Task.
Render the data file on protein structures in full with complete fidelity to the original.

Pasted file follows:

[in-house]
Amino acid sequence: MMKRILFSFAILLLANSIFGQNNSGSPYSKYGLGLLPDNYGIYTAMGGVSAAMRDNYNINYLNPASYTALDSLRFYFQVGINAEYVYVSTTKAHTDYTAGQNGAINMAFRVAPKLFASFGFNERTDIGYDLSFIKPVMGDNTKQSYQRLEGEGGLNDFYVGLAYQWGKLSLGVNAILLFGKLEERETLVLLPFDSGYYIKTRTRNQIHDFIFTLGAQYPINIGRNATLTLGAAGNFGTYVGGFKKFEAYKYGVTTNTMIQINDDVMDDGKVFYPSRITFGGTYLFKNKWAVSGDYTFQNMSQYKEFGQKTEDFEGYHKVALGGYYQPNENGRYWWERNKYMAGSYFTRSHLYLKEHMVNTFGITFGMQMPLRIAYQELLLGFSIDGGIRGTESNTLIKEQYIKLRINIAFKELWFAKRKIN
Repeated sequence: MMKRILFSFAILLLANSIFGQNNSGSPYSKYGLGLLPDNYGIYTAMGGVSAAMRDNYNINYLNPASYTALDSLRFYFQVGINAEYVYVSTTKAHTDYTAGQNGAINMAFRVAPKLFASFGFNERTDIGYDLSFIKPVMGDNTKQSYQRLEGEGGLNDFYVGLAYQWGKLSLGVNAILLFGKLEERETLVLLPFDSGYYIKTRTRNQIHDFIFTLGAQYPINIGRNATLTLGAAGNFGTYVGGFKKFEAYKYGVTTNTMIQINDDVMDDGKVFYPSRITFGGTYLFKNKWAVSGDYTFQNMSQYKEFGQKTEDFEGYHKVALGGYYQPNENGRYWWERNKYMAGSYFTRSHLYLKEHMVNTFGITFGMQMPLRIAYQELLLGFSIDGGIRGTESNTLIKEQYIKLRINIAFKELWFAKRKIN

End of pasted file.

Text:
[in-house]
Amino acid sequence: MMKRILFSFAILLLANSIFGQNNSGSPYSKYGLGLLPDNYGIYTAMGGVSAAMRDNYNINYLNPASYTALDSLRFYFQVGINAEYVYVSTTKAHTDYTAGQNGAINMAFRVAPKLFASFGFNERTDIGYDLSFIKPVMGDNTKQSYQRLEGEGGLNDFYVGLAYQWGKLSLGVNAILLFGKLEERETLVLLPFDSGYYIKTRTRNQIHDFIFTLGAQYPINIGRNATLTLGAAGNFGTYVGGFKKFEAYKYGVTTNTMIQINDDVMDDGKVFYPSRITFGGTYLFKNKWAVSGDYTFQNMSQYKEFGQKTEDFEGYHKVALGGYYQPNENGRYWWERNKYMAGSYFTRSHLYLKEHMVNTFGITFGMQMPLRIAYQELLLGFSIDGGIRGTESNTLIKEQYIKLRINIAFKELWFAKRKIN
Repeated sequence: MMKRILFSFAILLLANSIFGQNNSGSPYSKYGLGLLPDNYGIYTAMGGVSAAMRDNYNINYLNPASYTALDSLRFYFQVGINAEYVYVSTTKAHTDYTAGQNGAINMAFRVAPKLFASFGFNERTDIGYDLSFIKPVMGDNTKQSYQRLEGEGGLNDFYVGLAYQWGKLSLGVNAILLFGKLEERETLVLLPFDSGYYIKTRTRNQIHDFIFTLGAQYPINIGRNATLTLGAAGNFGTYVGGFKKFEAYKYGVTTNTMIQINDDVMDDGKVFYPSRITFGGTYLFKNKWAVSGDYTFQNMSQYKEFGQKTEDFEGYHKVALGGYYQPNENGRYWWERNKYMAGSYFTRSHLYLKEHMVNTFGITFGMQMPLRIAYQELLLGFSIDGGIRGTESNTLIKEQYIKLRINIAFKELWFAKRKIN